I’ve always been somebody who has viewed human beings to be inherently good. As I grow older I can honestly say that this theory is only strengthened day by day, especially in Benin. Since I can remember I have enjoyed sharing with others, whether it is sharing possessions or thoughts. Sharing physical objects always plays out better than sharing my thoughts. I am not one to keep things to myself regardless of who I am among. Sometimes this has incurred inconvenience in my life, but most often I find my openness and sharing personality to be beneficial. I had a conversation tonight that validates my assumption.
A typical night in village I will stay home and cook rice and beans or something comparable, however tonight I felt the need to treat myself to a beer and spaghetti and omelet. I know it doesn’t sound like a 5 star meal, but you can’t knock it until you try it! So, I went to my local cafeteria, which is a roadside restaurant that really only serves two things…eggs and spaghetti. This cafeteria is the only one in my village so I really don’t have a choice, and it is where I end up if I want to get a good spaghetti omelet. Tonight, there were no other customers so service was fast (for Beninese standards).
I got my spaghetti omelet before my beer, and finished it well before they even got to giving me my beer. When I finally got my beer, I was complacent with my meal and took my time enjoying my beer while I watched African music videos on the small television in the corner of the kitchen. Before long a friend from work showed up out of the blue and I offered him a beer to join me. Thus accustom in the Beninese way of life I assumed that I would be paying for his beer. (If you invite somebody for dinner or a drink in Benin it is assumed you are paying.) A couple minutes later another co-worker showed up and offered me another beer. I of course, with not much to do and it only being 7 o’clock accepted his offer. Afterwards I tried to pay for my food and drink and the other co-worker would not allow me to do so and said that he was paying for everything.
I thanked my co-worker and decided I would head home and buy some street meat for that cat on the way home. I stopped by a friend’s shop in village on the way home and they invited me in to chat a little. After sharing a couple of pieces of street meat, they offered me a bowl of salad. It consisted of cucumbers, carrots, tomatoes, lettuce, corn, onions, and salad dressing. This is unheard of in village, but this particular family has their own farm and grows all their own produce. They are extremely generous and the mother is of Nigerian decent and speaks English! After the salad they must of thought I was still hungry (I wasn’t), but I didn’t want to be rude as they plopped down a spoonful of hot veggies on my plate. As we were sitting their chatting and eating the husband versed me in his perceptions between Americans and French. He flat out told me that he preferred Americans to the French because Americans are “more open”.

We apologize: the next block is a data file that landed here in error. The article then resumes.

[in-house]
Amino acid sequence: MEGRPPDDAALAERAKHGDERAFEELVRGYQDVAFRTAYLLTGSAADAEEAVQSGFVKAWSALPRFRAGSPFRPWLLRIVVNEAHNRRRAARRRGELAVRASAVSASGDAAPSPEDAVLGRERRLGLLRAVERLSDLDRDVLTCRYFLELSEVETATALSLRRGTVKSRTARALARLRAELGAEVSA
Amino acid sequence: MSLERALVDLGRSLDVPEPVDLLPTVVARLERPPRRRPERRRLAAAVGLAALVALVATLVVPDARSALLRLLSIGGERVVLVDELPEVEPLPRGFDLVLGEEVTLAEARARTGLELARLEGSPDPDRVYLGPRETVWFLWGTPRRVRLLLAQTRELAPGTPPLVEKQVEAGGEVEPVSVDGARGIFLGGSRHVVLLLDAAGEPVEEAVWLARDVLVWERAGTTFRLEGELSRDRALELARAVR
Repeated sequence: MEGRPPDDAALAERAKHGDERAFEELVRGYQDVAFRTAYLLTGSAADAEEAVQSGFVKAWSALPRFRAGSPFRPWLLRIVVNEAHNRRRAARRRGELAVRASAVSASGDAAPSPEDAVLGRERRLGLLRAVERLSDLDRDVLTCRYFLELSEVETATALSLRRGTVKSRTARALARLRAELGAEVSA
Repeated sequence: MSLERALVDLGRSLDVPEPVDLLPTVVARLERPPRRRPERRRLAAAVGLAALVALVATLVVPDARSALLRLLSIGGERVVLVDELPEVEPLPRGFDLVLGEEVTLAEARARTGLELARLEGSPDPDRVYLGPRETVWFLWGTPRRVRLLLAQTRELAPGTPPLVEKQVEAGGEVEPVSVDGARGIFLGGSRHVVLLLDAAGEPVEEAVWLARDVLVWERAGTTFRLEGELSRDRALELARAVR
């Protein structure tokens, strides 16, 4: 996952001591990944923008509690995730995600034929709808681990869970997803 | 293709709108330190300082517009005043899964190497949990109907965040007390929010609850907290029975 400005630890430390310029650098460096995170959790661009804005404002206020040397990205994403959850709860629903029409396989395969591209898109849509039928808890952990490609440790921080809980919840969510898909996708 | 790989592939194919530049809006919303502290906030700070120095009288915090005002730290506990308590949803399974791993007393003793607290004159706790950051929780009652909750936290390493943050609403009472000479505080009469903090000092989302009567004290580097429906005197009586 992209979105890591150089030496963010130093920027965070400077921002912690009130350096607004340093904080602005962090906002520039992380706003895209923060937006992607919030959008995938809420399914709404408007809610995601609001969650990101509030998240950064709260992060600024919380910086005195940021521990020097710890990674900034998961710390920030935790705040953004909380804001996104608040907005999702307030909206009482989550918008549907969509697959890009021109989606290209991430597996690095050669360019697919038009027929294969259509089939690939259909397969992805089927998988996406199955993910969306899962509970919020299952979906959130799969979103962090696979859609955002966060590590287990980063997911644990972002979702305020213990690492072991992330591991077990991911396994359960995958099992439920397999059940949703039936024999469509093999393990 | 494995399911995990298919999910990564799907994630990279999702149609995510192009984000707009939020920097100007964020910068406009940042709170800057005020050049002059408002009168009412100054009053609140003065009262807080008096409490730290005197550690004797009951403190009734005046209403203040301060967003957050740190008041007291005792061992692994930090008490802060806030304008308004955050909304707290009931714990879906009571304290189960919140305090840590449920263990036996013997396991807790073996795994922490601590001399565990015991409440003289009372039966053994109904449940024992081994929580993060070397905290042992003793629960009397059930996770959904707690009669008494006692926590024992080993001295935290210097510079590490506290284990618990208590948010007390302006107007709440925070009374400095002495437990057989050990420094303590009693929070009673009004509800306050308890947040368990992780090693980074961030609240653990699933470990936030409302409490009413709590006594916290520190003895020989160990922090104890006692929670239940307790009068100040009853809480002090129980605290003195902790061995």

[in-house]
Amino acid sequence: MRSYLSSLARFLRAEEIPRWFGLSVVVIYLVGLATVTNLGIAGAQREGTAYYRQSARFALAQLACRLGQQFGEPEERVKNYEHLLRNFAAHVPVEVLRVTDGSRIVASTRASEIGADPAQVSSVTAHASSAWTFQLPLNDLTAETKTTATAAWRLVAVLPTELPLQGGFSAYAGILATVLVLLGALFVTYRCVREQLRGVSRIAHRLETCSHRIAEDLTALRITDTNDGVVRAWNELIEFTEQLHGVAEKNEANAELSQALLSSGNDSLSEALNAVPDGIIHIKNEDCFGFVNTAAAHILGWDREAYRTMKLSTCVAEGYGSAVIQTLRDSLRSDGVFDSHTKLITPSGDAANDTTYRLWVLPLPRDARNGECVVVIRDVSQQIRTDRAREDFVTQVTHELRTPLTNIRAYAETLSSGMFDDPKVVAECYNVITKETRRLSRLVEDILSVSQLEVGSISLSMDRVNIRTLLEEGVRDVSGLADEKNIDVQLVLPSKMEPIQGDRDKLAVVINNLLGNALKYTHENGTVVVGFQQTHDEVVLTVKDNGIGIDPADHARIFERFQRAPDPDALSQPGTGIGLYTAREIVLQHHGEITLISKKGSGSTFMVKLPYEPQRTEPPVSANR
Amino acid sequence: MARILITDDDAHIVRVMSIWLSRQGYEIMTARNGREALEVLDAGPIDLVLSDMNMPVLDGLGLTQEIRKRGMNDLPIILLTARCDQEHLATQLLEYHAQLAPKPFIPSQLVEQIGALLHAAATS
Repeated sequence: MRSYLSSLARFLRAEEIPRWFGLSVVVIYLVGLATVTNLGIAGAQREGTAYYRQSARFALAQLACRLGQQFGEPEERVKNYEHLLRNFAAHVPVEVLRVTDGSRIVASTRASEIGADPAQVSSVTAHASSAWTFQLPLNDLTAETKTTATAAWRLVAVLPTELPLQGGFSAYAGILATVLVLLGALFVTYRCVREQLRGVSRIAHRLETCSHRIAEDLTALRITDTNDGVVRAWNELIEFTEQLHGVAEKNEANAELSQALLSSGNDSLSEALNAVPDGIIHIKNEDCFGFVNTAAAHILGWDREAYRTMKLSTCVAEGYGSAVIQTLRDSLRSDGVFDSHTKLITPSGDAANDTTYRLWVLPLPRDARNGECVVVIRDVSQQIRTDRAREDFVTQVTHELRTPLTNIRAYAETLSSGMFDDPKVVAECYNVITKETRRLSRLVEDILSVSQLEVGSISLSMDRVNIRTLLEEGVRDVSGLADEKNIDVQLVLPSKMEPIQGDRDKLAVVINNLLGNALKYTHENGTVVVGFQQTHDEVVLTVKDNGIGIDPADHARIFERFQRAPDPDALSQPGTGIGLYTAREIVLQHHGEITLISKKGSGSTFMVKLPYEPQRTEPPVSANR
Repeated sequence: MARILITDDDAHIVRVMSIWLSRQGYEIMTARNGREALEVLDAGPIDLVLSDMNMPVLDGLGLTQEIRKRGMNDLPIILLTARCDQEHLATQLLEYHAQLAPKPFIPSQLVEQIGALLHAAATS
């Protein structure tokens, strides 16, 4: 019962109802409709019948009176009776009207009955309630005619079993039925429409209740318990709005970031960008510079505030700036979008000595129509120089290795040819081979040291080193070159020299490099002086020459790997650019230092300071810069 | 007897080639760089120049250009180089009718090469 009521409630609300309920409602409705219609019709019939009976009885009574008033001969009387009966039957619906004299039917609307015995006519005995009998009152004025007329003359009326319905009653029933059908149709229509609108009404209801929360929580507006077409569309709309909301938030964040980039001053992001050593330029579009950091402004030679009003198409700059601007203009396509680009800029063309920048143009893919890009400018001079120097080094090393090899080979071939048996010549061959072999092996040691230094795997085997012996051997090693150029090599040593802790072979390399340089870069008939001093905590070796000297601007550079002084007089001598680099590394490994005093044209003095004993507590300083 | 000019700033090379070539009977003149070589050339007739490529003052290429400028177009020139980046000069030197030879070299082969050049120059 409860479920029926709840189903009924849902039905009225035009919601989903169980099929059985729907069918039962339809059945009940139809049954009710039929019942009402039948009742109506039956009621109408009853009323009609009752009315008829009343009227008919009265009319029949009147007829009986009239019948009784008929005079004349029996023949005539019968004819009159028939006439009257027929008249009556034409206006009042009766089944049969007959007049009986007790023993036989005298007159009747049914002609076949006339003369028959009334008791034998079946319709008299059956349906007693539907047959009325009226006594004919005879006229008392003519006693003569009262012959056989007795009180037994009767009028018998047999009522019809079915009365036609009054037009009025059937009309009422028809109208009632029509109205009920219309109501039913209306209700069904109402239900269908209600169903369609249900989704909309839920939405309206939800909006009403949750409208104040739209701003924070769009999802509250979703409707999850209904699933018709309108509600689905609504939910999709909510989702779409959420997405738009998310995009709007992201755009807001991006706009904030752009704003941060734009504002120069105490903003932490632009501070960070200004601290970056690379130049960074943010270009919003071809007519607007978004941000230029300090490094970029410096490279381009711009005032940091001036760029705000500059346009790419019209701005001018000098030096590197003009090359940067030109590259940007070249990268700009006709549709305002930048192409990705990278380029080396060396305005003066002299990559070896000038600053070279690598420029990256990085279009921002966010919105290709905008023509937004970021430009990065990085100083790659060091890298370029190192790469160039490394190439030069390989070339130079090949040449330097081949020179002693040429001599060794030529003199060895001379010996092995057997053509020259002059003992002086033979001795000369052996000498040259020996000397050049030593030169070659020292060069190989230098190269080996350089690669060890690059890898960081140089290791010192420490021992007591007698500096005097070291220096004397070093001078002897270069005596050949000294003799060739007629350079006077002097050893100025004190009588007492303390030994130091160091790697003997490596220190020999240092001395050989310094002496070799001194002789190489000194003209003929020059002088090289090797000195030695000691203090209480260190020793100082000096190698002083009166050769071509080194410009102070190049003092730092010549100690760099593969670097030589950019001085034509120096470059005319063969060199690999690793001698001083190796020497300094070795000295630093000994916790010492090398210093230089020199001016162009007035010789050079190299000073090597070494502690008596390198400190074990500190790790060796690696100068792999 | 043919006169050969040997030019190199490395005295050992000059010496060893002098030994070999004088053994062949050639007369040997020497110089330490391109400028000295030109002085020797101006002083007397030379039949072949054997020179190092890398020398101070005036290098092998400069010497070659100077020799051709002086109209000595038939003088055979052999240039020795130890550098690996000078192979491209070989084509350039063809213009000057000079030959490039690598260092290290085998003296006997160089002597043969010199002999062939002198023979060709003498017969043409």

He went on to elaborate his reasoning. Apparently, he still holds a grudge about the colonization of Benin by the French. It is not the colonization in general, but the state of the country that the French left behind. Remember, what I am writing is coming from one individual and does not reflect the viewpoint of all Beninese people. He went on to talk about another volunteer who can from France and was only in village for two months. She did not learn any of the local dialect and was unknown by many in the village. After hearing his insight, I found it uplifting to know that I already in a month was connecting with my village, without even knowing the language of the country before I arrived.
This was one of those moments when you realize why you have been waiting to be a part of something like the Peace Corps. The people in your community have intense respect and overwhelming inclusion towards you. They share their lives with you just as much as you are willing to share your life with them.